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The RASIC-Chart – a key tool for collaboration in projects

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One of the key factors for successful collaboration in projects is having clear roles and responsibilities assigned. Otherwise work is maybe done twice, or nobody feels responsible for doing certain work packages, team members feel uncertain whether they are supposed to do work packages or others are doing it, or uncertainties ultimately increase the need for meetings, coordination, it may end in unnecessary discussions or even conflicts.

Before starting into a project, all roles involved should be clarified and the people taking over responsibilities for certain activities should know those responsibilities and commit to them. Thus, latest during a kick-off meeting, all team members should discuss and agree upon the RASIC Chart.

The RASIC-Chart or matrix is an integrated view of who is involved and in which role across all project activities or process steps, e.g. from start to end of a project. On the horizontal view you see all roles involved, e.g. the decision maker, the sales role, the project manager, the design role, the manufacturing role, the quality assurance role and so on and so forth. The roles are described in a rather generic way, later a name is being filled in the columns to show the actual person taking over that role. In cross-company collaboration projects, the roles could also be assigned to companies such as suppliers, partners or service providers (this is what we sometimes use in Automotive Industry for clarification of roles in a network of partners). The processes could follow a standard way of performing projects (or a certain category of projects), from the initiation of the project (e.g. the inquiry of the customer) until the approval of the end result. In Automotive Industry we typically have a high degree of repetition of projects, which means we typically develop a standard RASIC and the project manager adopts it (and changes it when necessary) for a specific project (category).

Starting from the first process down to the last line the project manager needs to discuss with the team members, who is doing what, means who is Responsible, Approving, Supporting, Informed and Consulting. It is important, that only ONE role can be responsible for a process. Other roles may support, consult or be informed by the responsible role. Another important aspect is the active involvement of the decision maker(s). This role needs to be shown in the RASIC. Typically, a decision maker´s role is to approve things, decide, to receive information such as reports and / or support with information, resources and / or advise. After filling the RASIC-Chart, a role can be highlighted (see the vertical frame in the illustration) from the start till the end and assigned to a specific person (or organisation) before starting into the project. The horizontal framework or view exemplifies which roles are involved in a certain process step. So for example, calling for a kick-off meeting (like process 4 in the illustration) involves several roles with different responsibilities. They all need to know, agree on and be involved when called upon by the project manager. In some RASIC-Charts special meetings such as status meetings are high-lighted as one of the processes with dates in a special column. Thus, besides roles and process information a RASIC-Chart may contain also information about timing.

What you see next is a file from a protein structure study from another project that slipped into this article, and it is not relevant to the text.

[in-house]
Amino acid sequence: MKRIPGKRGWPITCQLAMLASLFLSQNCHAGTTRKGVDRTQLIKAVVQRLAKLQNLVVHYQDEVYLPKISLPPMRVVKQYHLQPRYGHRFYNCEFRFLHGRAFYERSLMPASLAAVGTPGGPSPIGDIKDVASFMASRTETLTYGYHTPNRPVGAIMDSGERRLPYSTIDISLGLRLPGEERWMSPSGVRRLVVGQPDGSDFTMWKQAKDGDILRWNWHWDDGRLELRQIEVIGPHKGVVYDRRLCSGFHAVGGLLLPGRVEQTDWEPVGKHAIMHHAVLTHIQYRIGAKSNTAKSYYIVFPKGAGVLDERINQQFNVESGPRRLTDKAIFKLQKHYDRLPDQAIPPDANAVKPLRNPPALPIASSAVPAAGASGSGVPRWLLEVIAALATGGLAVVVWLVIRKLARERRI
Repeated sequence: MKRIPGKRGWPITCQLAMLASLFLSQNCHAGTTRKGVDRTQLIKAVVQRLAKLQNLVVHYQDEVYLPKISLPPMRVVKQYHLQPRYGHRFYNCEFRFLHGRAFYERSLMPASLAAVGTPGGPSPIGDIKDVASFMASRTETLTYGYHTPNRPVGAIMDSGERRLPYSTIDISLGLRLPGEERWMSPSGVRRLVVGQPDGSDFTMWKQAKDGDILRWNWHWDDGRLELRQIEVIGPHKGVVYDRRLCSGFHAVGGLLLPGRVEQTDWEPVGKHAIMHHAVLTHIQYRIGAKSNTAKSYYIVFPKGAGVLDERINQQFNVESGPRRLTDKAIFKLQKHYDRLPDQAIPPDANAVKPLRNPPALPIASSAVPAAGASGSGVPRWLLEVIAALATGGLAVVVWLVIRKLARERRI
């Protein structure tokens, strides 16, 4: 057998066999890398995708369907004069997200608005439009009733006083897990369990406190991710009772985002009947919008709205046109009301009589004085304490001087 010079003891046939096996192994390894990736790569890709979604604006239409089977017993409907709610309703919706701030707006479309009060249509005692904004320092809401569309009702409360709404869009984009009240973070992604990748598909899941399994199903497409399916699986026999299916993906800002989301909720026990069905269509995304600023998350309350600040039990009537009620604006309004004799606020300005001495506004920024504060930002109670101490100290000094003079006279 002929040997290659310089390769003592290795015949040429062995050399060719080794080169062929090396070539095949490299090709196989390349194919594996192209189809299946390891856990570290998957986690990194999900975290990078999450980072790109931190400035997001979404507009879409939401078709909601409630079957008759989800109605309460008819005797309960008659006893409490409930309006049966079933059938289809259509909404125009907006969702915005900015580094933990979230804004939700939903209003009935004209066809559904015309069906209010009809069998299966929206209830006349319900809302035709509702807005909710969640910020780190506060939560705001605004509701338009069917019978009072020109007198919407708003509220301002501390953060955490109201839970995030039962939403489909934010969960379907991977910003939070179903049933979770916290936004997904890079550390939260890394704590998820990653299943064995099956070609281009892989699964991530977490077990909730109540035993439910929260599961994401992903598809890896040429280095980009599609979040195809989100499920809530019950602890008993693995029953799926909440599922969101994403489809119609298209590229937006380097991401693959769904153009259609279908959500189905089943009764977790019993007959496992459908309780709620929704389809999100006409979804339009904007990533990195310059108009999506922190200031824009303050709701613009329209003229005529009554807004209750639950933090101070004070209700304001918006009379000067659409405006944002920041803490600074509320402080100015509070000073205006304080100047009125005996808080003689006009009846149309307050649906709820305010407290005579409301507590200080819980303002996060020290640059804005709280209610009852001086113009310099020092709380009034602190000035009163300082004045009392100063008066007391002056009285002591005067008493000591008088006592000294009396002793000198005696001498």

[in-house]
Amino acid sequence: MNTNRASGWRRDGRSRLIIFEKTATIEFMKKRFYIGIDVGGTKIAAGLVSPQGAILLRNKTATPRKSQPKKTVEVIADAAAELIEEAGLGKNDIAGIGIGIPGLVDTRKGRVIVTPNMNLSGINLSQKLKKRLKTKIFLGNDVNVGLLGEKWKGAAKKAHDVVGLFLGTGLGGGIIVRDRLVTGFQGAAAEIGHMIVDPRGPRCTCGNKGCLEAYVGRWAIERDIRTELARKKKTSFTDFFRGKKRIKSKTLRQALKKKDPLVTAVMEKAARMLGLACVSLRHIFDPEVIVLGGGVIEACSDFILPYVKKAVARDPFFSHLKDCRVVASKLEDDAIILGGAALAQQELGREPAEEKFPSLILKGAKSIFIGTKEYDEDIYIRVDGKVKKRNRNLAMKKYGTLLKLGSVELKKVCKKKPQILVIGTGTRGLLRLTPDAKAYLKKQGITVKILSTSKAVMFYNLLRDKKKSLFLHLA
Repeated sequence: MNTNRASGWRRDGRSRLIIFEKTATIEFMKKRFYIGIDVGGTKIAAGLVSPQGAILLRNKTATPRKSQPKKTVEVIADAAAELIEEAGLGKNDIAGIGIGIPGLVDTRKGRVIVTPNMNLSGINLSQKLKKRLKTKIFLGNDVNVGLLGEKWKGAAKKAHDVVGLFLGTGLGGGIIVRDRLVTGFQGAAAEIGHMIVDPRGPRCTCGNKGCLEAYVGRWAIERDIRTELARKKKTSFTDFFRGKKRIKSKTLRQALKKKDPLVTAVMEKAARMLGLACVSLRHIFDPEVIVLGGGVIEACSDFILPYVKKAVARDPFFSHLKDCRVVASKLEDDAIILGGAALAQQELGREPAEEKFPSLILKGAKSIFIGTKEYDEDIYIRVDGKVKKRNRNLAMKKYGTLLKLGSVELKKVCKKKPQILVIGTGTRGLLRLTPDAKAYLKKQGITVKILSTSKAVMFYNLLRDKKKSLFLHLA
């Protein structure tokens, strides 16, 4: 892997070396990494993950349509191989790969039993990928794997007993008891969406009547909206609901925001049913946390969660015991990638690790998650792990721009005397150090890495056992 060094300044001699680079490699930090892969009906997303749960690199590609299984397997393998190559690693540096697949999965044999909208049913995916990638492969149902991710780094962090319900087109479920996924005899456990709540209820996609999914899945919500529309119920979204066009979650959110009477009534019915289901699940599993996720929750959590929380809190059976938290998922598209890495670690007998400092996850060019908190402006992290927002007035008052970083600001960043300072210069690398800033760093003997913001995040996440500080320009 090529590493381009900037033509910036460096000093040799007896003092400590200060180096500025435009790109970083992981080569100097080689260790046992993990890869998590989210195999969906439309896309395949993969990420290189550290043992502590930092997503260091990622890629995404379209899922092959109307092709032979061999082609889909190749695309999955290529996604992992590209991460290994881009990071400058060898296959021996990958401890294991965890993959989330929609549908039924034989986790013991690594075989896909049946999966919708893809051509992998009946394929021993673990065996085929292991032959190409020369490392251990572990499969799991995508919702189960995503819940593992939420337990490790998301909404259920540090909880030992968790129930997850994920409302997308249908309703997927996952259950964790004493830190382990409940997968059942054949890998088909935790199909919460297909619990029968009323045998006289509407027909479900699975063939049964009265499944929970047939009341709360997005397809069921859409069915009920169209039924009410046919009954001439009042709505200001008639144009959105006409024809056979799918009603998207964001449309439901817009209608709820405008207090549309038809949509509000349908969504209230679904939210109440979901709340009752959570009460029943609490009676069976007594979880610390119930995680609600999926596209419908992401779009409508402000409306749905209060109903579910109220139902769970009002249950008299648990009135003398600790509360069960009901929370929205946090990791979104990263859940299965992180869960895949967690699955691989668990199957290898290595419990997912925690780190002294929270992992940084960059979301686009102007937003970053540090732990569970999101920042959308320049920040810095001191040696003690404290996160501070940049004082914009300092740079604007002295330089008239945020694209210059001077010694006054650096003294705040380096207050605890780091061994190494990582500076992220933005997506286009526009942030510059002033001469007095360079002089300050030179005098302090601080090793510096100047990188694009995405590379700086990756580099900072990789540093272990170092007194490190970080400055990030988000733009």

For the project manager it is important to facilitate the development or adaptation of a given RASIC for the purpose of commitment. Commitment means, people that are supposed to take over a certain role need know about their responsibilities from the first to the last process step, they understand what it means for them to slip into that role (accountability and implications from a capacity point of view) and finally commit themselves to that role and responsibilities shown. Experience with the RASIC Charts shows that after a while, using the same kind of team for projects and the same kind of roles, the process, communication, coordination and collaboration is easy, performing well in a nice atmosphere. Isn´t that what we are striving for in our projects?

- Author of this post

Reinhard Wagner has been active for more than 30 years in the field of project- related leadership, in such diverse sectors as Air Defence, Automotive Engineering, and Machinery, as well as various not-for-profit organizations. As a Certified Projects Director (IPMA Level A), he has proven experience in managing projects, programmes and project portfolios in complex and dynamic contexts. He is also an IPMA Certified Programme and Portfolio Management Consultant, and as such supports senior executives in developing and improving their organizational competence in managing projects. For more than 15 years, he has been actively involved in the development of project, programme and portfolio management standards, for example as Convenor of the ISO 21500 “Guidance on Project Management” and the ISO 21503 “Guidance on Programme Management”. Reinhard Wagner is President of IPMA, past President and Honorary Fellow of GPM (the German Project Management Association), as well as Managing Director of Tiba Managementberatung GmbH, Germany´s No. 1 PM Full Service Provider.

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